When Miguel Horn completed installing his public sculpture for a new hotel in Center City two weeks ago, he and the property developer were planning to install lighting and clean up the garbage-filled alleyway before the official ribbon-cutting for Contrafuerte later this month.
But the world would not wait that long.
The piece, showing eight larger than life figures holding up a bridge ramp into a parking garage, has already been around the globe via Instagram, online arts influencers, and blogs. Spanning over the otherwise inhospitable Cuthbert Street alley filled with pungent dumpsters and loading docks, the piece offers an element of surprise that is both intimate and aspirational: the two clusters of figures appear to be bodily supporting one another as they collectively lift the bridge.
When asked by a reporter what the piece means, artist Miguel Horn lobbed the question right back.
“Everybody comes up here and asks me, ‘What is it?’ I find it more interesting hearing everybody’s individual take on what it is,” he said. “It’s a group struggle, but there’s also the individuals within that. I think the way people relate to that connects with their own internal struggles and experiences.”
Literally, the name of the work is the Spanish word for buttress, a structural element projecting from a wall that supports the wall. One person told Horn that Contrafuerte resembles an office workplace, with workers upholding managers. Another told him it represents a life balance: “they’re trying to keep each other from falling down.”
The piece was made as part of the city’s Percent for Art program, in which construction projects that go through the city’s Redevelopment Authority must spend 1% of construction costs on a site-specific public artwork. The commission was triggered by the construction of Home2 Suites by Hilton, a hotel developed at 12th and Arch by the Parkway Corporation, which had also built the parking structure behind it.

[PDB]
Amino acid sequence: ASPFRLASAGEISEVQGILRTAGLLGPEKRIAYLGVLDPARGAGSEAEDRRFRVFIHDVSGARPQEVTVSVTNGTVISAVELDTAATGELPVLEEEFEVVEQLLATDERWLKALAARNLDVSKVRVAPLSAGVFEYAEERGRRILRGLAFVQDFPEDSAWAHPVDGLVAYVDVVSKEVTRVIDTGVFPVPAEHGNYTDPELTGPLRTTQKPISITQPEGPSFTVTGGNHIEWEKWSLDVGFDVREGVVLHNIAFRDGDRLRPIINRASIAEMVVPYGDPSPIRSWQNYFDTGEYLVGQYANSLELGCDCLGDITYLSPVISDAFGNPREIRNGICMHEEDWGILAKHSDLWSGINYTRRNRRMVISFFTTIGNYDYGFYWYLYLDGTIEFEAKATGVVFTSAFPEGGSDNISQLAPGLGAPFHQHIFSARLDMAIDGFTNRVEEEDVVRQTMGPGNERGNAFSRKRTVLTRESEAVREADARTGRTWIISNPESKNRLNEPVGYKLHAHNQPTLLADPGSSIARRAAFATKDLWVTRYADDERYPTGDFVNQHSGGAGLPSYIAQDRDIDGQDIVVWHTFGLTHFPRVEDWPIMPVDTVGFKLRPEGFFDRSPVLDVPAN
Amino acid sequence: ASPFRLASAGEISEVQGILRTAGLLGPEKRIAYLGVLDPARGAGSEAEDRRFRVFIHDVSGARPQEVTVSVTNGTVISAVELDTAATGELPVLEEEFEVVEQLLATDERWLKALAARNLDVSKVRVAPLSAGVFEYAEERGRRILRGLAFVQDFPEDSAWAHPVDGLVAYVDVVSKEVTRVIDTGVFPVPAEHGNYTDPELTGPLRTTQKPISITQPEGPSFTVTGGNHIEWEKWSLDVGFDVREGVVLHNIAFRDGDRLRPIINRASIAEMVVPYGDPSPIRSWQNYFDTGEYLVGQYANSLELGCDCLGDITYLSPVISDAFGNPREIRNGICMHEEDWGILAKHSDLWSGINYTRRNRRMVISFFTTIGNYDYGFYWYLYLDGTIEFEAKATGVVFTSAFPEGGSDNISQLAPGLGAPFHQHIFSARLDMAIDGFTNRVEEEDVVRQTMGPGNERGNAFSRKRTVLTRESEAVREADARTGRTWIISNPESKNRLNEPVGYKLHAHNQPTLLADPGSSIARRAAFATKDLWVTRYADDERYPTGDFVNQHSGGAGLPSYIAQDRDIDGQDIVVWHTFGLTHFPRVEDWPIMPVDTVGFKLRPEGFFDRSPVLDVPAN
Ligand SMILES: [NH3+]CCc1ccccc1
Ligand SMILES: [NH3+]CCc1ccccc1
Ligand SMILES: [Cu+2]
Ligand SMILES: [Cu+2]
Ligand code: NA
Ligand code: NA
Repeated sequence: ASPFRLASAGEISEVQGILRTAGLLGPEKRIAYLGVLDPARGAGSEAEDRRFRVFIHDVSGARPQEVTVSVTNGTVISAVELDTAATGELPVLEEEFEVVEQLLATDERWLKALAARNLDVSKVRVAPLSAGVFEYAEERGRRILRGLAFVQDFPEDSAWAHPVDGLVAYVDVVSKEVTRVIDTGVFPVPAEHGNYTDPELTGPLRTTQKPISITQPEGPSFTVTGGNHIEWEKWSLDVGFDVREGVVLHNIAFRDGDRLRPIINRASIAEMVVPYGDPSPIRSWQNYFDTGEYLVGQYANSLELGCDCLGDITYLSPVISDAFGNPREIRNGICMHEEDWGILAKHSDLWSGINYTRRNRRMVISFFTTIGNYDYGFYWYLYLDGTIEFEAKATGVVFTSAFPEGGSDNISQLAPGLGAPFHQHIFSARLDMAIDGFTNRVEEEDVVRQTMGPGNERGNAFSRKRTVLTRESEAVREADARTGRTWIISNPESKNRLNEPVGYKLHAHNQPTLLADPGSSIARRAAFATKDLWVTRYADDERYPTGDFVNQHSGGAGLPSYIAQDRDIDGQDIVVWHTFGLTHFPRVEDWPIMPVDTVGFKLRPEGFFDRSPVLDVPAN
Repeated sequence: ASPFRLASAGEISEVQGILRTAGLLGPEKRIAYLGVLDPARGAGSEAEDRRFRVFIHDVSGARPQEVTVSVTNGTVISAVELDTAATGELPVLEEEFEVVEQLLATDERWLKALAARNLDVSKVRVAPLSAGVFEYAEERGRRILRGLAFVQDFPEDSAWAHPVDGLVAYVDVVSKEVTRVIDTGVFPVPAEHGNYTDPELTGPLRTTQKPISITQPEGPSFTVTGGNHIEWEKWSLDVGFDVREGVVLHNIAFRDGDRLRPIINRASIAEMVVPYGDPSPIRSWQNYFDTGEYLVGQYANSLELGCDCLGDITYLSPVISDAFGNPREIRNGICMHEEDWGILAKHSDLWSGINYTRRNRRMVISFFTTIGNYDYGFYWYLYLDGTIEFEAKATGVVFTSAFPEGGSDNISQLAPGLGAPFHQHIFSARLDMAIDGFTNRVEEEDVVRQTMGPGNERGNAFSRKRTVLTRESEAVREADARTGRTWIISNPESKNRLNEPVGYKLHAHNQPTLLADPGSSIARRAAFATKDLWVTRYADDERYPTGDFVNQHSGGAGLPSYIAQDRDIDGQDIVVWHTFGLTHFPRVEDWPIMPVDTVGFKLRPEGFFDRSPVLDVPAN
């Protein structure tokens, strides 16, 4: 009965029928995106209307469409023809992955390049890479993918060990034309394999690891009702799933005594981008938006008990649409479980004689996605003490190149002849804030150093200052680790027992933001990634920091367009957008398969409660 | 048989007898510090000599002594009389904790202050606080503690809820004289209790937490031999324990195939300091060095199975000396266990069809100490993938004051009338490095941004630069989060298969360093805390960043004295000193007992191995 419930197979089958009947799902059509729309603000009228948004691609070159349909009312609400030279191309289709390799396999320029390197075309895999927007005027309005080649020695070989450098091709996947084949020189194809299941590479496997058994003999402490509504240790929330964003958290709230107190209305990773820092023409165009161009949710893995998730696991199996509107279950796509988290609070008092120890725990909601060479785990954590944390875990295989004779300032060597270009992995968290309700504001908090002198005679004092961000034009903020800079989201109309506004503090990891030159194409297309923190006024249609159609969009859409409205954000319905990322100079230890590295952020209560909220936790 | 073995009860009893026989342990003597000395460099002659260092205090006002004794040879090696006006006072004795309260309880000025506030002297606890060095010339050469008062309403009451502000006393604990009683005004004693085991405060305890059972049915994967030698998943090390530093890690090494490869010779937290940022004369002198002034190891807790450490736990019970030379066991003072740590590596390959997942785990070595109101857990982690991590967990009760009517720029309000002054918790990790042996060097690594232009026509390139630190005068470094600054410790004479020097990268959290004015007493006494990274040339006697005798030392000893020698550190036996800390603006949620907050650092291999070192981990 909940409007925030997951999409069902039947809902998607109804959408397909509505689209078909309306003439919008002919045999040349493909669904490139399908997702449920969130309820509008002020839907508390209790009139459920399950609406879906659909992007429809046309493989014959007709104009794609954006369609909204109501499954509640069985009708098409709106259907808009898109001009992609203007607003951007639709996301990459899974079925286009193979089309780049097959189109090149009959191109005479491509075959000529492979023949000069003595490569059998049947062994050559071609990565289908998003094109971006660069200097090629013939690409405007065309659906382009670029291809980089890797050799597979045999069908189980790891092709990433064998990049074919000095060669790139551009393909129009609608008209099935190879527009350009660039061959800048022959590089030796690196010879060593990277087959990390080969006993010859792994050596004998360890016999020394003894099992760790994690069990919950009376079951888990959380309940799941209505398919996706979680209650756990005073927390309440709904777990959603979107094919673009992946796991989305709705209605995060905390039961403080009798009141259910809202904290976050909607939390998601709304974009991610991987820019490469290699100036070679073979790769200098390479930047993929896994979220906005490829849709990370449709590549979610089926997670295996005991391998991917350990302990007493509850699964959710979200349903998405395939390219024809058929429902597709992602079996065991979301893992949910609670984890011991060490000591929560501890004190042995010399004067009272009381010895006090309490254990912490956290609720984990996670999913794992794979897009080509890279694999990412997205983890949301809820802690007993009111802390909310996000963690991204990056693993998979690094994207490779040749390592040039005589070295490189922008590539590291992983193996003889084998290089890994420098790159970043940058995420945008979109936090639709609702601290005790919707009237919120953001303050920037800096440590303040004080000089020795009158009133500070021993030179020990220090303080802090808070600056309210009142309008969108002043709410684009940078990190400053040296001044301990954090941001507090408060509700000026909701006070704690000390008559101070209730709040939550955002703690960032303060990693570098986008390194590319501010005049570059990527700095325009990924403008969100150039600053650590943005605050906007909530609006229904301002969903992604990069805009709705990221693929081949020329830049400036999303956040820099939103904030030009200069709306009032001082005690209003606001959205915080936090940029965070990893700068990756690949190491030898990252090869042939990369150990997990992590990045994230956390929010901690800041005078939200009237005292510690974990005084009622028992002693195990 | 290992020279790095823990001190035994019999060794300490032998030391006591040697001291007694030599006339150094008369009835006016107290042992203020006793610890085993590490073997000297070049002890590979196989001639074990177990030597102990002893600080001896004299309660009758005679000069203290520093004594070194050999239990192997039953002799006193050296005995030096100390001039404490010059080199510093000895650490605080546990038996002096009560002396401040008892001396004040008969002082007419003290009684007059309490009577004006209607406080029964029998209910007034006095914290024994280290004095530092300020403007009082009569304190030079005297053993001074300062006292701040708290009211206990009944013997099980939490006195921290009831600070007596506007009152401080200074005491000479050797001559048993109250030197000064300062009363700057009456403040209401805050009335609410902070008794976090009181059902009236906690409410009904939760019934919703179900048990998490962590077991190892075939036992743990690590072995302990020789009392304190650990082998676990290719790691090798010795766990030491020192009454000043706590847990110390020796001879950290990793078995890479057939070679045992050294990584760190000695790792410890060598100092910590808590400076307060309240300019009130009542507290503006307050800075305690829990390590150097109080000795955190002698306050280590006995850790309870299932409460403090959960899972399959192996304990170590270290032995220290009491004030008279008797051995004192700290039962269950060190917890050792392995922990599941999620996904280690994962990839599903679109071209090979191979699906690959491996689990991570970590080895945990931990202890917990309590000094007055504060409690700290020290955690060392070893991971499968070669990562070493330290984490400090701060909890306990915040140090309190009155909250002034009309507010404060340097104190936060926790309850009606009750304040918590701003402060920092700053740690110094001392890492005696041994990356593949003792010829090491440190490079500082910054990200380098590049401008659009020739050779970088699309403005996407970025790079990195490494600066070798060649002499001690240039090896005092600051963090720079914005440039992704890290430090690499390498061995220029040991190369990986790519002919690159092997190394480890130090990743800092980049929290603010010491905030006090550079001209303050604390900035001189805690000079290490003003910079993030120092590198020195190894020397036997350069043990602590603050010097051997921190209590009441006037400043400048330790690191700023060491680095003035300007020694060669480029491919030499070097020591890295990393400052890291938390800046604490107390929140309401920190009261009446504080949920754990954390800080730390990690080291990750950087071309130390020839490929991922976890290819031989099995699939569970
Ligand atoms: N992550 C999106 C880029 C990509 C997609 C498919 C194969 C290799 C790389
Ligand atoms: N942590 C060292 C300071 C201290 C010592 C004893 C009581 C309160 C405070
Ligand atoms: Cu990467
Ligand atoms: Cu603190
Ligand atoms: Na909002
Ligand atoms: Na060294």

“I like science fiction, and these figures are giants,” said the president of Parkway, Robert Zuritsky. If the figures stood upright, they would each be 15 feet tall.
Although installed in an alleyway that passersby would normally move quickly past, it is in a prime location: the entrance to the Convention Center is a half block away, and people exiting the Reading Terminal Market immediately get a full view of Contrafuerte. Last November that corner received global attention as huge numbers of people rallied and demonstrated during the 2020 presidential election vote count.
“The reactions of people, it’s phenomenal,” said Zuritsky. “It’s inspiring to hear people taking pictures and pointing and looking.”
The figures are made from thousands of ½ inch thick aluminum plates cut into incremental cross-sections of the figures, then assembled into 3D human shapes. The figures wrap around three sides of the bridge: underneath, along the face of the bridge, and looping over the top.
Although they appear to be supporting the concrete bridge, the figures in fact do not touch it. Because aluminum and concrete expand and contract at different rates, the materials have to be kept apart for their own long-term integrity. If one looks closely: the figures are anchored to the structure at key points, but their body parts never come within about ½ inch of the bridge’s surfaces.
Contrafuerte took at least six years to design, engineer, fabricate, and install. Horn was already getting attention for this project four years ago for its tricky engineering challenges.
“It’s engaging on this structure on every face of the bridge and the surrounding buildings. The engineering to create it so that all of the support and structural connections are blind – you don’t see that – was part of that massive development,” said Horn. “It takes a lot of work to make it look like nothing happened.”
The appearance of ContraFuerte on Cuthbert Street is the only reason many people might enter the alleyway. In the tradition of public spaces being referred to by their most prominent sculptural attraction (i.e. Love Park), Horn mused that perhaps the street would be renamed after his creation.
“St. Cuthbert would be offended, probably,” Horn chuckled. “I think it would be great if there was a street in this city that was in Spanish, named after a piece of art that I made. I’d be impressed.”
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